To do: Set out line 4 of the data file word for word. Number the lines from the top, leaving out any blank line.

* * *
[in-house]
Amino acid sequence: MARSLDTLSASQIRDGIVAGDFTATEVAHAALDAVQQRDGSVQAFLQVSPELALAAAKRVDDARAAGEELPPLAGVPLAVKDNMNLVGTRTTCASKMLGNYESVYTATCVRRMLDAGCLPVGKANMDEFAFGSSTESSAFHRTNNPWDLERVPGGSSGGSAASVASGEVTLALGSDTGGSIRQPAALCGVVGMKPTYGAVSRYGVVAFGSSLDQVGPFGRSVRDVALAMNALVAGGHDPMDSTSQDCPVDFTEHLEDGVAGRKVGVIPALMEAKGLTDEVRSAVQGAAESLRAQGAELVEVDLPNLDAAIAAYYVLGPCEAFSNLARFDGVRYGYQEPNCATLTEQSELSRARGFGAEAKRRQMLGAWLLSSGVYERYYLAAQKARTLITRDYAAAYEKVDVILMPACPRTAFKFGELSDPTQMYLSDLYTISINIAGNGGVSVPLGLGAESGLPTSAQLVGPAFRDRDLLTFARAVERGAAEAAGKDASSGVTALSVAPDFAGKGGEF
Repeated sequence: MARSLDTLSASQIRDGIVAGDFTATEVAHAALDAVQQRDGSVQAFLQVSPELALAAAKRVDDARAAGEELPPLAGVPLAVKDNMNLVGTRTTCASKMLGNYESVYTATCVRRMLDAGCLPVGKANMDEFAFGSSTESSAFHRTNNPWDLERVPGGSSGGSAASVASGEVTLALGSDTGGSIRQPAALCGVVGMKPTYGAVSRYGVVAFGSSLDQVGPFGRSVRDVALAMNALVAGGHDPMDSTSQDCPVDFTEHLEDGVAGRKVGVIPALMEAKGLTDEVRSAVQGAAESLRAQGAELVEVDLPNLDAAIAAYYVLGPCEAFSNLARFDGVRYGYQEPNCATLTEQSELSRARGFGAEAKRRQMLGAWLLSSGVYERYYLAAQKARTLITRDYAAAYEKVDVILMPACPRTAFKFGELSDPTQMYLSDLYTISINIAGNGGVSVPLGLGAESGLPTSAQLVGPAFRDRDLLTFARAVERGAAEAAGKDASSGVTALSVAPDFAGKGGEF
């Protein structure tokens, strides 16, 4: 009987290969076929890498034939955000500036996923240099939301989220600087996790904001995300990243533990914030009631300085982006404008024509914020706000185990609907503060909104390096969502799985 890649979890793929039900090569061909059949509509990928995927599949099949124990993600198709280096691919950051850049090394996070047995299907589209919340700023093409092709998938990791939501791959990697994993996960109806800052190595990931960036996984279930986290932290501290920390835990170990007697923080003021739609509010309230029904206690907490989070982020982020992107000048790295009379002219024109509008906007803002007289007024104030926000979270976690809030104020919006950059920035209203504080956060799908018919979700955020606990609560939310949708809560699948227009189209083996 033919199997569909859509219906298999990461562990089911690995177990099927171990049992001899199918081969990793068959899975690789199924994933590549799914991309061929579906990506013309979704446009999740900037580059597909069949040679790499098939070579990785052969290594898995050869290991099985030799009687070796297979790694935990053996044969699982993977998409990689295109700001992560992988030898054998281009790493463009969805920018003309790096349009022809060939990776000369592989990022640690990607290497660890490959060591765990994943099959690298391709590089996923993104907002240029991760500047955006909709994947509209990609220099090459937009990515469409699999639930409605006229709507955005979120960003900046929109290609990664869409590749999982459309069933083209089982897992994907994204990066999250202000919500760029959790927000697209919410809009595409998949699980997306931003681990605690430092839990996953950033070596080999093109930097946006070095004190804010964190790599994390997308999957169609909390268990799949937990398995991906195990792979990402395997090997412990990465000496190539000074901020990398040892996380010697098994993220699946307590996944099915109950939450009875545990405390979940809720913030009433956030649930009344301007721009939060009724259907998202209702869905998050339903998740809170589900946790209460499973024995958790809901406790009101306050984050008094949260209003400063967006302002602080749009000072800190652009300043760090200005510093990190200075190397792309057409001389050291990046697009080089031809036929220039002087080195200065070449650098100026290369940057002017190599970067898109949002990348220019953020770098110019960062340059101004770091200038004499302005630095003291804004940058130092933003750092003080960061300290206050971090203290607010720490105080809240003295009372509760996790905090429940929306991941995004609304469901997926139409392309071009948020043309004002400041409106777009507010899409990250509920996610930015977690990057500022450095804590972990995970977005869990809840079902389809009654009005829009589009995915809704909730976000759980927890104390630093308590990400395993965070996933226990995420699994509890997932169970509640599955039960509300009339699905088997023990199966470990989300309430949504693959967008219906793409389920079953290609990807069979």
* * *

């Protein structure tokens, strides 16, 4: 009987290969076929890498034939955000500036996923240099939301989220600087996790904001995300990243533990914030009631300085982006404008024509914020706000185990609907503060909104390096969502799985 890649979890793929039900090569061909059949509509990928995927599949099949124990993600198709280096691919950051850049090394996070047995299907589209919340700023093409092709998938990791939501791959990697994993996960109806800052190595990931960036996984279930986290932290501290920390835990170990007697923080003021739609509010309230029904206690907490989070982020982020992107000048790295009379002219024109509008906007803002007289007024104030926000979270976690809030104020919006950059920035209203504080956060799908018919979700955020606990609560939310949708809560699948227009189209083996 033919199997569909859509219906298999990461562990089911690995177990099927171990049992001899199918081969990793068959899975690789199924994933590549799914991309061929579906990506013309979704446009999740900037580059597909069949040679790499098939070579990785052969290594898995050869290991099985030799009687070796297979790694935990053996044969699982993977998409990689295109700001992560992988030898054998281009790493463009969805920018003309790096349009022809060939990776000369592989990022640690990607290497660890490959060591765990994943099959690298391709590089996923993104907002240029991760500047955006909709994947509209990609220099090459937009990515469409699999639930409605006229709507955005979120960003900046929109290609990664869409590749999982459309069933083209089982897992994907994204990066999250202000919500760029959790927000697209919410809009595409998949699980997306931003681990605690430092839990996953950033070596080999093109930097946006070095004190804010964190790599994390997308999957169609909390268990799949937990398995991906195990792979990402395997090997412990990465000496190539000074901020990398040892996380010697098994993220699946307590996944099915109950939450009875545990405390979940809720913030009433956030649930009344301007721009939060009724259907998202209702869905998050339903998740809170589900946790209460499973024995958790809901406790009101306050984050008094949260209003400063967006302002602080749009000072800190652009300043760090200005510093990190200075190397792309057409001389050291990046697009080089031809036929220039002087080195200065070449650098100026290369940057002017190599970067898109949002990348220019953020770098110019960062340059101004770091200038004499302005630095003291804004940058130092933003750092003080960061300290206050971090203290607010720490105080809240003295009372509760996790905090429940929306991941995004609304469901997926139409392309071009948020043309004002400041409106777009507010899409990250509920996610930015977690990057500022450095804590972990995970977005869990809840079902389809009654009005829009589009995915809704909730976000759980927890104390630093308590990400395993965070996933226990995420699994509890997932169970509640599955039960509300009339699905088997023990199966470990989300309430949504693959967008219906793409389920079953290609990807069979």